Neoliberalism - Effects Of Neoliberal Policies
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Effects of Neoliberal Policies
Neoliberalism has also fostered a value chain that begins with theoretical activity in academia and various research institutions and feeds into various institutional vehicles that uphold and promote particular aspects of the neoliberal paradigm, right up to the production and reproduction of policy advisors and implementers who attempt to sustain and implement the policy implications of the paradigm at national and international levels. Neoliberalism has benefited from the support of key national and global-level corporations whose influence is exerted through their ability to shift funds instantaneously across the globe in response to changing environmental conditions, through financing various activities in the value chain and influencing policy in the government of developed countries, and through key multilateral and bilateral financial, trade, and development agencies.
The neoliberal agenda has had a tendency to effectively close out any competing ways of looking at economics and economic policy. At the political level, the promotion of neoliberalism approached tyrannical levels with some governments, such as the United States and the United Kingdom, seeing any challenge to neoliberalism as a challenge to a national way of life—and, indeed, to the protection of this way of life. This has been used as a justification to initiate campaigns for regime change in some countries. More generally, fairly effective sanctions and incentives are deployed throughout the value chain to ensure compliance with, or promotion of, the neoliberal agenda. However, neoliberalism has negatively affected large numbers of people though retrenchments, degradation of work, misuse of the environment, increased poverty, and marginalization of nationalities and households, particularly those in the non-formal sectors of the developing world, while the net social gains have been spurious and remain quite open to debate. It is clear, however, that some financiers and corporations (and some countries in the developed world) have benefited immensely.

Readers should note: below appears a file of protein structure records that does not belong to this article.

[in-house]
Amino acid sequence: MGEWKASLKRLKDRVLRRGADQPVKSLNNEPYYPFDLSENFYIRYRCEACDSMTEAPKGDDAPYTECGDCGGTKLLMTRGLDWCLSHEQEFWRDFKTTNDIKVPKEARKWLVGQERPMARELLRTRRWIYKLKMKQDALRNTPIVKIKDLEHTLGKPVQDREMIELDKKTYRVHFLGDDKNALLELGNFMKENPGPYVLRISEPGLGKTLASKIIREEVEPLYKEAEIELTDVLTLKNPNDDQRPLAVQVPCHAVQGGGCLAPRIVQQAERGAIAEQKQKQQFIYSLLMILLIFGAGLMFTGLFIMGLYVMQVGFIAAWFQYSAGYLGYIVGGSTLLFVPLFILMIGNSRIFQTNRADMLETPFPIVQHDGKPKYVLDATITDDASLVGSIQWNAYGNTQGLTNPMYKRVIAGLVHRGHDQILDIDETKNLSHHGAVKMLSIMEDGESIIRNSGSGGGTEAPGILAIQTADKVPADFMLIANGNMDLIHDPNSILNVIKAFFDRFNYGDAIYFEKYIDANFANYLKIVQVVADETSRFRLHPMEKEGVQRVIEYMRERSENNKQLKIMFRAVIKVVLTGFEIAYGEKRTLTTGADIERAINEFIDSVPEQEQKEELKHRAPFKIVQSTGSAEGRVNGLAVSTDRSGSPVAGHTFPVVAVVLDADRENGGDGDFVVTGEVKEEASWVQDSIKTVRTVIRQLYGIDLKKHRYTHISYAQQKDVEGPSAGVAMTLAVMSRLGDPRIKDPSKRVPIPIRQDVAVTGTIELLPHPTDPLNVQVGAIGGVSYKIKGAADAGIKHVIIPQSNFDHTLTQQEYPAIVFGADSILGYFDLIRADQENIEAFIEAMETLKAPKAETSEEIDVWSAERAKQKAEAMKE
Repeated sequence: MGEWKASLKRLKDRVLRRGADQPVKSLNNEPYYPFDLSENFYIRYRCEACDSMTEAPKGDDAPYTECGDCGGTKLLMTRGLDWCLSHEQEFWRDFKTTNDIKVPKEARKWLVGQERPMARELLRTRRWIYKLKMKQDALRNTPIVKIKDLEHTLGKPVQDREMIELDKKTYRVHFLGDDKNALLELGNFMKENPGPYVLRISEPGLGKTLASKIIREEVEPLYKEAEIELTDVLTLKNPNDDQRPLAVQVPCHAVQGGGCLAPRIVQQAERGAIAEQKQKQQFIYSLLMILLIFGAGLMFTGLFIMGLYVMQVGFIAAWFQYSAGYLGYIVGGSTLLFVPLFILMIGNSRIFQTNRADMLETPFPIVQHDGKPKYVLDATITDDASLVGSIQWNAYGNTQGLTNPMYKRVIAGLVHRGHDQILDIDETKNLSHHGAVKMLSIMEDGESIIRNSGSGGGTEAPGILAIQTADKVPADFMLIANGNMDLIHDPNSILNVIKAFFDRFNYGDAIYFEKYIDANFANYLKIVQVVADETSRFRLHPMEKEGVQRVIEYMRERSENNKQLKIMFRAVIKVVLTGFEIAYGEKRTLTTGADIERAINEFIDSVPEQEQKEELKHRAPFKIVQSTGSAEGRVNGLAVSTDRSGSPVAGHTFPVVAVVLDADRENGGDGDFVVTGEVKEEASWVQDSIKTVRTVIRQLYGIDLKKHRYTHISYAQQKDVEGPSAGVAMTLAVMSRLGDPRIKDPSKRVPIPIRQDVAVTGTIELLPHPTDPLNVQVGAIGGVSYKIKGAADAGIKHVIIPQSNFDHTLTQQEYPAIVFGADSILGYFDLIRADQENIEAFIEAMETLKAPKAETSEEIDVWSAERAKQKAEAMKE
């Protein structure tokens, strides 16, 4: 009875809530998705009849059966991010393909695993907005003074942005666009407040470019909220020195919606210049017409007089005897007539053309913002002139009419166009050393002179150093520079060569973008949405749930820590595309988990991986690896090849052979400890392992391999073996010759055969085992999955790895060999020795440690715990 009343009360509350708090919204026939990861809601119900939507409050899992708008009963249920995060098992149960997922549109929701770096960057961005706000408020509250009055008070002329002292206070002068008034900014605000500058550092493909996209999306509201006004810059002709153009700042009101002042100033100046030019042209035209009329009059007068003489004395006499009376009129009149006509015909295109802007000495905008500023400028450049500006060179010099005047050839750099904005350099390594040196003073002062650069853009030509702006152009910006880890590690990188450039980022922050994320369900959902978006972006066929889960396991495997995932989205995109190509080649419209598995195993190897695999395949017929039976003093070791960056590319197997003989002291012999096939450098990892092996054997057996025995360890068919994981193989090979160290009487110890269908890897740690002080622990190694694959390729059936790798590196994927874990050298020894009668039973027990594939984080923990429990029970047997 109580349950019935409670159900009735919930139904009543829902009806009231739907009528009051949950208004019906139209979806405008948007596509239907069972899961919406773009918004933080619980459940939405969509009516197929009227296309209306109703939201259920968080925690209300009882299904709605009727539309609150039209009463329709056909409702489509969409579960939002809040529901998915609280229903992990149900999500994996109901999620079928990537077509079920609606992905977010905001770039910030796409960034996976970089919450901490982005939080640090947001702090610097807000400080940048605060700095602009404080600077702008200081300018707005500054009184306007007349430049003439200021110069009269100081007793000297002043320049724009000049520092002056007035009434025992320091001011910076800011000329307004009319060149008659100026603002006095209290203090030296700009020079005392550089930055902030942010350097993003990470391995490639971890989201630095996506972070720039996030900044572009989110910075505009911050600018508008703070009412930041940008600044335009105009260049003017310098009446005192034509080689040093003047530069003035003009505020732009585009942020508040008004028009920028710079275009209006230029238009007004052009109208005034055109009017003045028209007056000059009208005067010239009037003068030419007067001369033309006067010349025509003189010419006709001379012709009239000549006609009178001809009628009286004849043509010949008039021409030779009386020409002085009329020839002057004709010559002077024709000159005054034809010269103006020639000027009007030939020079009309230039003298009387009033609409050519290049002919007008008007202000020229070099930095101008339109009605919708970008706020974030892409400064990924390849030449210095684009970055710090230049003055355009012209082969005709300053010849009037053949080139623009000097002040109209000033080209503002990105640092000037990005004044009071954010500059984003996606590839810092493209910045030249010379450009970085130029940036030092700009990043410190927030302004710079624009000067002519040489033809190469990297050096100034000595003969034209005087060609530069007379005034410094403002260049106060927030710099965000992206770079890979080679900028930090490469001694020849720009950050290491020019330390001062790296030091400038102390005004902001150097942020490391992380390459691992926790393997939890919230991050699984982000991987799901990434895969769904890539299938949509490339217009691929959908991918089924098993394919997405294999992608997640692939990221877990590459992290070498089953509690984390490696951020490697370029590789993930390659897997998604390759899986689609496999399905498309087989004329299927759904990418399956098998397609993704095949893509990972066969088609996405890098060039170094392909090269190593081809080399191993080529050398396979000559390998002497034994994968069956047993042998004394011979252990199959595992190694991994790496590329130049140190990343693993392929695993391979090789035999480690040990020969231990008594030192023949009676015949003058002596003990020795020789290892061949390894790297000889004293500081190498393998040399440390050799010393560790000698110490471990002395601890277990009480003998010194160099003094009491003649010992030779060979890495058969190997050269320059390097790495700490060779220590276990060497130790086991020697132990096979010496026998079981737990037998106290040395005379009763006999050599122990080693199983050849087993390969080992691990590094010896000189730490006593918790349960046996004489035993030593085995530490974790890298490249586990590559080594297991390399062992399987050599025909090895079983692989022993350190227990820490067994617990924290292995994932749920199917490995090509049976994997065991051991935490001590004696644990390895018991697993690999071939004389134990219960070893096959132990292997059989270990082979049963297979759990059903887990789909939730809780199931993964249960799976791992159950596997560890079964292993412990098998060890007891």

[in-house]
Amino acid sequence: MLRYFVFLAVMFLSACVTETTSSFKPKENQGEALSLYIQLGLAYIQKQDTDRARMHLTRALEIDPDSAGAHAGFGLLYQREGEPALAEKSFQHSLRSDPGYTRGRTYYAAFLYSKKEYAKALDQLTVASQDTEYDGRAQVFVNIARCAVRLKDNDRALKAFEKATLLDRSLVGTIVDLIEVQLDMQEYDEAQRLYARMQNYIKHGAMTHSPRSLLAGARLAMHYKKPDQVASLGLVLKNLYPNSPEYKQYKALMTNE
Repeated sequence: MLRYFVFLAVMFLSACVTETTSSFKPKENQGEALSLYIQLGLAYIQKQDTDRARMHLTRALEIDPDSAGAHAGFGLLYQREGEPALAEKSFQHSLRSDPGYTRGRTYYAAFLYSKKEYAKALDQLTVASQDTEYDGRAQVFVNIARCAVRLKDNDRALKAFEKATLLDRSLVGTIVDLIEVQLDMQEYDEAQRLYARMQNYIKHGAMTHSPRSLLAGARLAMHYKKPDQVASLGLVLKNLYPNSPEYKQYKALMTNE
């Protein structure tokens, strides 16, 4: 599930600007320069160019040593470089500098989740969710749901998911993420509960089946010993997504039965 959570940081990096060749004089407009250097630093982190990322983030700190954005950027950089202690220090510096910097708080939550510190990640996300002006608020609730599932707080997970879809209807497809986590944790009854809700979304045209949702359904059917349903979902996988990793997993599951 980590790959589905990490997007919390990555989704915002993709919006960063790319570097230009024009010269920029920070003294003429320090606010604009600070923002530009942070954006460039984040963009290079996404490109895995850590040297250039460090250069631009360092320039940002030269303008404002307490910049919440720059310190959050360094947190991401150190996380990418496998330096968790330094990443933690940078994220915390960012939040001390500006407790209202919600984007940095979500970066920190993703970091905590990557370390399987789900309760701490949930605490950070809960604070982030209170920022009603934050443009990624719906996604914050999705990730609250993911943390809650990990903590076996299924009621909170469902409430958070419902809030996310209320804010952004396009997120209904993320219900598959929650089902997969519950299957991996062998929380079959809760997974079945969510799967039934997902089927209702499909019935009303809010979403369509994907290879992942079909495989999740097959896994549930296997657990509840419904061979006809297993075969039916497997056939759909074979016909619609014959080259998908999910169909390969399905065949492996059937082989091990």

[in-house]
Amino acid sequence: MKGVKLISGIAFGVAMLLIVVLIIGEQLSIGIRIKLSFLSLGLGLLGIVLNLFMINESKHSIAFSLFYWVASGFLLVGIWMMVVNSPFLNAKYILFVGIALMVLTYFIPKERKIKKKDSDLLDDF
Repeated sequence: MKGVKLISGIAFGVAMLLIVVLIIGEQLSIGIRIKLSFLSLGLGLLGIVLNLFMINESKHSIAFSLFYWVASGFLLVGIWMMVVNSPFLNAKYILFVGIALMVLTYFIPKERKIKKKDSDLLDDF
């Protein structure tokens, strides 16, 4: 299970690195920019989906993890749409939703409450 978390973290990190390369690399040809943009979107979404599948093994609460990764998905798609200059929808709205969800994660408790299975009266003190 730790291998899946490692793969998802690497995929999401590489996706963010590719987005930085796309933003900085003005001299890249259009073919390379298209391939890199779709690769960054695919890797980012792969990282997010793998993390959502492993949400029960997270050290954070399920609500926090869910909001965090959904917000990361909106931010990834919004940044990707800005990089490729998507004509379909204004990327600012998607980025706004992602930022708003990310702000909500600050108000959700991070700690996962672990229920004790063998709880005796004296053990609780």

Nevertheless, it appears that neoliberalism has peaked as its presumed benefits have become more questionable and as the ideology is challenged from a number of quarters. The empirical evidence supporting neoliberalism is mixed in the developed world and is particularly dismal in the developing world. In the developed countries, the social implications of neoliberal policies have undermined social safety nets with no viable substitutes emanating from the market. In developing economies, particularly those in Africa, the pursuit of structural adjustment and stabilization programs has not yielded the desired benefits in either inclusive or equitable growth, which should be the aim of development. In these countries neoliberalism has had the consequence of jettisoning any semblance of development or strategic planning that those countries had attempted prior to the adoption of the recent economic reforms, so that the economies are currently in dis-array. The early-twenty-first-century consensus on the creative manner in which the East Asian Tigers (Taiwan, South Korean, Singapore, and Hong Kong) combined the roles of the market and a proactive state have also done much to deflate the dogmatic opposition to the state advocated by neoliberals. At the theoretical level, the contributions arising from the new institutional economics, the economics of information, and the economics of risk and uncertainty are beginning to question neoliberal assumptions and prescriptions regarding the role of the state. And at the social and political level, global movements have arisen to challenge neoliberal policies.